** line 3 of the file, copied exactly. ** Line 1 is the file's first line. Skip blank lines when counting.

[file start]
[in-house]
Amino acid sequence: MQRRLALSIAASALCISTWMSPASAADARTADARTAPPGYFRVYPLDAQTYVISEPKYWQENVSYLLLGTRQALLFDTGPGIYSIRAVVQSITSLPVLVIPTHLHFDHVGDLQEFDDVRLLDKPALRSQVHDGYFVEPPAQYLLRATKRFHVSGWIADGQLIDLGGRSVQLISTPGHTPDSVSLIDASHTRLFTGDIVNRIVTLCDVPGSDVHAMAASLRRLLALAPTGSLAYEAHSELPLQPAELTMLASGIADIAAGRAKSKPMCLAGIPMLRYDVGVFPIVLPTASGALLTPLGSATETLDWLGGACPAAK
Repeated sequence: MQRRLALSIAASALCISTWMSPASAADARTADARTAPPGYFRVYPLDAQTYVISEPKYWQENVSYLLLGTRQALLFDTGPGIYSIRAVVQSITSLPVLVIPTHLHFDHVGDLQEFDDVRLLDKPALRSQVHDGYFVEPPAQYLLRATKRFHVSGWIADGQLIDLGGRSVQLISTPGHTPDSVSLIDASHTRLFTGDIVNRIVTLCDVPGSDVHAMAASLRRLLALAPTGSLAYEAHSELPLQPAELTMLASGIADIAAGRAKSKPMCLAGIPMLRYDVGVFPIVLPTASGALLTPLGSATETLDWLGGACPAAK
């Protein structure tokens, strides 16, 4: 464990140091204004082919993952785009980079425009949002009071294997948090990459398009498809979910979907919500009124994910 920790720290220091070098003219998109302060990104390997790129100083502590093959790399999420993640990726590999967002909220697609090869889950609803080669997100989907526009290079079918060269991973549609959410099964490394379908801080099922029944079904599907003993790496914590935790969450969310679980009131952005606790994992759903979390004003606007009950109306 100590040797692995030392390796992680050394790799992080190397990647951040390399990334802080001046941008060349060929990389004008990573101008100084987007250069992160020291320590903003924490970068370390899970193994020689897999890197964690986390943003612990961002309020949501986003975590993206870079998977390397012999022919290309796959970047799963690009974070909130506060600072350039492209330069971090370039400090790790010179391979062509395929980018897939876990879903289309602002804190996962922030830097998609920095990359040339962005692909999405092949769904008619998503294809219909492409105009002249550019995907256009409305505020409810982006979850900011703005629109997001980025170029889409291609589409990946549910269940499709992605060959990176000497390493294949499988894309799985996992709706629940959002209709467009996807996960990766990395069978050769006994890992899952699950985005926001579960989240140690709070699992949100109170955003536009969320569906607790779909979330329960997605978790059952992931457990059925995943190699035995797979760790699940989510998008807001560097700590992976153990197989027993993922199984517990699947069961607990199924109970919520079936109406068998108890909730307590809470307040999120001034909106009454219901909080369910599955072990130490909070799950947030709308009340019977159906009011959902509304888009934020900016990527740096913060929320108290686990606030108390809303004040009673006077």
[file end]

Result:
Repeated sequence: MQRRLALSIAASALCISTWMSPASAADARTADARTAPPGYFRVYPLDAQTYVISEPKYWQENVSYLLLGTRQALLFDTGPGIYSIRAVVQSITSLPVLVIPTHLHFDHVGDLQEFDDVRLLDKPALRSQVHDGYFVEPPAQYLLRATKRFHVSGWIADGQLIDLGGRSVQLISTPGHTPDSVSLIDASHTRLFTGDIVNRIVTLCDVPGSDVHAMAASLRRLLALAPTGSLAYEAHSELPLQPAELTMLASGIADIAAGRAKSKPMCLAGIPMLRYDVGVFPIVLPTASGALLTPLGSATETLDWLGGACPAAK